Miami Marlins

Marlins’ Giancarlo Stanton crushes home run into orbit in Jupiter

Miami Marlins slugger Giancarlo Stanton, shown earlier this spring, hit his second home run in two days Thursday, March 24, 2016, in Jupiter, Florida.
Miami Marlins slugger Giancarlo Stanton, shown earlier this spring, hit his second home run in two days Thursday, March 24, 2016, in Jupiter, Florida. pportal@elnuevoherald.com

There’s a new moon orbiting Jupiter.

Giancarlo Stanton launched a baseball into the next county Thursday, sending the sphere into the heavens and over the roof of the Marlins clubhouse on the other side of the left-field wall.

“Whoever hit this must have been mad,” said Terrence Floyd, who was minding his own business in the clubhouse picnic grove when the ball re-entered earth atmosphere.

Floyd, a friend of Marlins pitcher Edwin Jackson, was casually biding his time on the other side of the clubhouse when he heard the ball make its landing.

“I didn’t know what was going on,” Floyd said. “It didn’t really scare me. I just thought, I must be hearing something, because I could have sworn I heard a baseball. And then I looked up and it was right there.”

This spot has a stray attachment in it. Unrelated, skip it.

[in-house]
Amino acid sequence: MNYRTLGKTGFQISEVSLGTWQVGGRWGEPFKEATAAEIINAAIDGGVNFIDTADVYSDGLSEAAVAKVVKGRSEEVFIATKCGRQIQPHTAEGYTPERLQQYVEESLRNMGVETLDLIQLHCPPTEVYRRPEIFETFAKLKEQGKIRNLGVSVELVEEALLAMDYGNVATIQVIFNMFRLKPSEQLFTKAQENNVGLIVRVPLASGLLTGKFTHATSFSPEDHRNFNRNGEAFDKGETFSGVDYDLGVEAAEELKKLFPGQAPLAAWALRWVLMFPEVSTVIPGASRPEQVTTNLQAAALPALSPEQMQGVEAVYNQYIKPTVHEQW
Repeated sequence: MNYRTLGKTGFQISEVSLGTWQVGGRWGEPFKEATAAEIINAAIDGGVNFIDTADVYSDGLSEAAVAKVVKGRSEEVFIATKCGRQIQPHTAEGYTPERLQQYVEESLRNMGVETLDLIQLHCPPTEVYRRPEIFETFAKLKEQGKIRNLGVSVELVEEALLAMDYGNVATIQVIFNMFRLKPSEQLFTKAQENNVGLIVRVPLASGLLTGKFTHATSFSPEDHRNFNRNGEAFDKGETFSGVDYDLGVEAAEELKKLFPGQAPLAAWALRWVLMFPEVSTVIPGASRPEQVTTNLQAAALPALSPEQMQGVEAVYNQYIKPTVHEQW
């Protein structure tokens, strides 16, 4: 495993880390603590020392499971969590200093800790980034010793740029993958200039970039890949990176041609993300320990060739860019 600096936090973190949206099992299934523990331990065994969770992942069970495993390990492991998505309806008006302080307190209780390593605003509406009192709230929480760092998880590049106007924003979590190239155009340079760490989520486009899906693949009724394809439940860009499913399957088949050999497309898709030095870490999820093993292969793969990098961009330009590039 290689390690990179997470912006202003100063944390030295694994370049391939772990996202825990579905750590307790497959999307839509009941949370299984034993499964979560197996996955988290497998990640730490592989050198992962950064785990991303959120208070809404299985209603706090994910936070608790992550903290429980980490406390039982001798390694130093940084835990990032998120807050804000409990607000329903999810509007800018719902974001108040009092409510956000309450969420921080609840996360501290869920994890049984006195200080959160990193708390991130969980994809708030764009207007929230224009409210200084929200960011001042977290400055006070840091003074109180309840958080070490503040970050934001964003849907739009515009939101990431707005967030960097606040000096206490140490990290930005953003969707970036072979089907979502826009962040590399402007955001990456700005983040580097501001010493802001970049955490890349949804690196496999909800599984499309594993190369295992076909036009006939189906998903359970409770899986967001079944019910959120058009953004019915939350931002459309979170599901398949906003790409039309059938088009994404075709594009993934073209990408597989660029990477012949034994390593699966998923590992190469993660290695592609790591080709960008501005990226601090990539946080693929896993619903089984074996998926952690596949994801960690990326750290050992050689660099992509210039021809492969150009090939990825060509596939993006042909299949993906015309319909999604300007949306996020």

Stanton is known as baseball’s biggest bopper, at least in terms of tape-measure shots, and he didn’t disappoint Thursday when he belted his second home run in two days.

Only Thursday’s shot off Twins left-hander Tommy Milone was a monster.

“There’s baseballs in courtyards and parking lots all over the country from that guy,” Marlins outfielder Christian Yelich said.

Marlins third baseman Martin Prado said that he can only pretend to hit a ball as far as Stanton.

“That was a nice bomb,” Stanton said. “It felt nice.”

Stanton hit a scorching line drive earlier in the game that carried all the way to deep center and nearly ripped the fielder’s arm off as he reached up to make the catch.

Comparing the two, Stanton said: “In terms of the line drive, it feels like the ball is heavier [as it strikes the bat]. When you hit a ball high with backspin, it’s more like a clip, where you feel it way less. It’s more you don’t feel it too much until you see the result of it.”

Clark Spencer: 305-376-3483, @clarkspencer

 
Terrence Floyd, a friend of Marlins pitcher Edwin Jackson, was in the clubhouse picnic area in Jupiter on Thursday, March 24, 2016, when Giancarlo Stanton crushed a monster home run. Above, Floyd shows off the ball he retrieved nearby. CLARK SPENCER / cspencer@miamiherald.com
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